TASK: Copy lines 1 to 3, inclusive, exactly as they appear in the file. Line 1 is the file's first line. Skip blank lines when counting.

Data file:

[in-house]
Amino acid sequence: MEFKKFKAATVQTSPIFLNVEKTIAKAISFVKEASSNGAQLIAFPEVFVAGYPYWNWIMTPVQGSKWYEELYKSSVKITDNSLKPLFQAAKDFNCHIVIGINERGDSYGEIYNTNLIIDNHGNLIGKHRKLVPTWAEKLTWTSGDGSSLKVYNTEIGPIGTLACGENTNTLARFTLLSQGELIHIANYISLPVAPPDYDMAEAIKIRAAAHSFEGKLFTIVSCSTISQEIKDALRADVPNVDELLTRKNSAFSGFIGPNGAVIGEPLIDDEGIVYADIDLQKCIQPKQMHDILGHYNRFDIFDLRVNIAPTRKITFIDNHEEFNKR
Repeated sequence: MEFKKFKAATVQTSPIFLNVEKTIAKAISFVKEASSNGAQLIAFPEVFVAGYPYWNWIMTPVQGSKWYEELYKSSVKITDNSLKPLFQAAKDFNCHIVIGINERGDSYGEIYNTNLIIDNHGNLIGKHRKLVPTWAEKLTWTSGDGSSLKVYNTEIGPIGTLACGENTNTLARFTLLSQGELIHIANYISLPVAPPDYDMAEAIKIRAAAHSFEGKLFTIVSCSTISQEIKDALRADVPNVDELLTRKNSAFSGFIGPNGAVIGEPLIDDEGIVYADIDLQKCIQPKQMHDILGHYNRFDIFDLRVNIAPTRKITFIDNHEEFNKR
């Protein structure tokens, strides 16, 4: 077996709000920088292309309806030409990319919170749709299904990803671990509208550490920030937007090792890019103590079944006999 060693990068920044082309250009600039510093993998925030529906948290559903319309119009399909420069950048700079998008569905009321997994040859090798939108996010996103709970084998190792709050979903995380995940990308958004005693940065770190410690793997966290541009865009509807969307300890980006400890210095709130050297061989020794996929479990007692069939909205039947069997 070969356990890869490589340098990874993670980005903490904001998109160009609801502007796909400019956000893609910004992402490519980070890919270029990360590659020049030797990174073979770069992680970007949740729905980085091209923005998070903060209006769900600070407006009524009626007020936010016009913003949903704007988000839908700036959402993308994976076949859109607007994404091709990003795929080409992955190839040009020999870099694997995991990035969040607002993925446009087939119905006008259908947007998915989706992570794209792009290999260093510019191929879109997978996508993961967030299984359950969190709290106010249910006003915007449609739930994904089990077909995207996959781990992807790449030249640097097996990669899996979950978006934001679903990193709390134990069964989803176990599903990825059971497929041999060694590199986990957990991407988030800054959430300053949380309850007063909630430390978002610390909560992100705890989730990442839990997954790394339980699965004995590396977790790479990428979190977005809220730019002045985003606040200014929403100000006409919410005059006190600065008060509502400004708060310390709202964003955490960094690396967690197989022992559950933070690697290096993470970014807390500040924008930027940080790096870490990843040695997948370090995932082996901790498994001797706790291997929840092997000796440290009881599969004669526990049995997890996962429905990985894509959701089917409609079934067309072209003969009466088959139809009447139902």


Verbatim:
[in-house]
Amino acid sequence: MEFKKFKAATVQTSPIFLNVEKTIAKAISFVKEASSNGAQLIAFPEVFVAGYPYWNWIMTPVQGSKWYEELYKSSVKITDNSLKPLFQAAKDFNCHIVIGINERGDSYGEIYNTNLIIDNHGNLIGKHRKLVPTWAEKLTWTSGDGSSLKVYNTEIGPIGTLACGENTNTLARFTLLSQGELIHIANYISLPVAPPDYDMAEAIKIRAAAHSFEGKLFTIVSCSTISQEIKDALRADVPNVDELLTRKNSAFSGFIGPNGAVIGEPLIDDEGIVYADIDLQKCIQPKQMHDILGHYNRFDIFDLRVNIAPTRKITFIDNHEEFNKR
Repeated sequence: MEFKKFKAATVQTSPIFLNVEKTIAKAISFVKEASSNGAQLIAFPEVFVAGYPYWNWIMTPVQGSKWYEELYKSSVKITDNSLKPLFQAAKDFNCHIVIGINERGDSYGEIYNTNLIIDNHGNLIGKHRKLVPTWAEKLTWTSGDGSSLKVYNTEIGPIGTLACGENTNTLARFTLLSQGELIHIANYISLPVAPPDYDMAEAIKIRAAAHSFEGKLFTIVSCSTISQEIKDALRADVPNVDELLTRKNSAFSGFIGPNGAVIGEPLIDDEGIVYADIDLQKCIQPKQMHDILGHYNRFDIFDLRVNIAPTRKITFIDNHEEFNKR